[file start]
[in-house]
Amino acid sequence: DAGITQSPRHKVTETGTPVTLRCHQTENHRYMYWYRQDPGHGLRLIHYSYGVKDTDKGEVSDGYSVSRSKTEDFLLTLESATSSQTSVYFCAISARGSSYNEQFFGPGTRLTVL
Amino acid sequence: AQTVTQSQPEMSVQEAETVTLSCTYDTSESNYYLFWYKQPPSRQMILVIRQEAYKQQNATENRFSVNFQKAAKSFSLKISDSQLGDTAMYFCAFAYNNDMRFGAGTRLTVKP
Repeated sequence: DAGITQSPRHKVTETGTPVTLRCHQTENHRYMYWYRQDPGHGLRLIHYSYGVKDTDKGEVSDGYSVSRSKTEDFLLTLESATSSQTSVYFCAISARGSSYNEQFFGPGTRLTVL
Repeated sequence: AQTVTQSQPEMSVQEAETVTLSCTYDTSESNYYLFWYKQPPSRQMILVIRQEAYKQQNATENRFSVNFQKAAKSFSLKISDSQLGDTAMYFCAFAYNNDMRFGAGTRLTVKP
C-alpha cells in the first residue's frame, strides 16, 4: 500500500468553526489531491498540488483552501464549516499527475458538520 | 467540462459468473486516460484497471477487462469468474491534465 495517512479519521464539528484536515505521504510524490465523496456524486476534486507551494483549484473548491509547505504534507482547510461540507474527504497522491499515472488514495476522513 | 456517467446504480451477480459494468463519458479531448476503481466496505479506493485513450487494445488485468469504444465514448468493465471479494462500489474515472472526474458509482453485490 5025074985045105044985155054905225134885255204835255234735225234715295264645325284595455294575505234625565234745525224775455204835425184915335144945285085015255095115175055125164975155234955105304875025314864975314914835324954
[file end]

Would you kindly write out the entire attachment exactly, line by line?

[in-house]
Amino acid sequence: DAGITQSPRHKVTETGTPVTLRCHQTENHRYMYWYRQDPGHGLRLIHYSYGVKDTDKGEVSDGYSVSRSKTEDFLLTLESATSSQTSVYFCAISARGSSYNEQFFGPGTRLTVL
Amino acid sequence: AQTVTQSQPEMSVQEAETVTLSCTYDTSESNYYLFWYKQPPSRQMILVIRQEAYKQQNATENRFSVNFQKAAKSFSLKISDSQLGDTAMYFCAFAYNNDMRFGAGTRLTVKP
Repeated sequence: DAGITQSPRHKVTETGTPVTLRCHQTENHRYMYWYRQDPGHGLRLIHYSYGVKDTDKGEVSDGYSVSRSKTEDFLLTLESATSSQTSVYFCAISARGSSYNEQFFGPGTRLTVL
Repeated sequence: AQTVTQSQPEMSVQEAETVTLSCTYDTSESNYYLFWYKQPPSRQMILVIRQEAYKQQNATENRFSVNFQKAAKSFSLKISDSQLGDTAMYFCAFAYNNDMRFGAGTRLTVKP
C-alpha cells in the first residue's frame, strides 16, 4: 500500500468553526489531491498540488483552501464549516499527475458538520 | 467540462459468473486516460484497471477487462469468474491534465 495517512479519521464539528484536515505521504510524490465523496456524486476534486507551494483549484473548491509547505504534507482547510461540507474527504497522491499515472488514495476522513 | 456517467446504480451477480459494468463519458479531448476503481466496505479506493485513450487494445488485468469504444465514448468493465471479494462500489474515472472526474458509482453485490 5025074985045105044985155054905225134885255204835255234735225234715295264645325284595455294575505234625565234745525224775455204835425184915335144945285085015255095115175055125164975155234955105304875025314864975314914835324954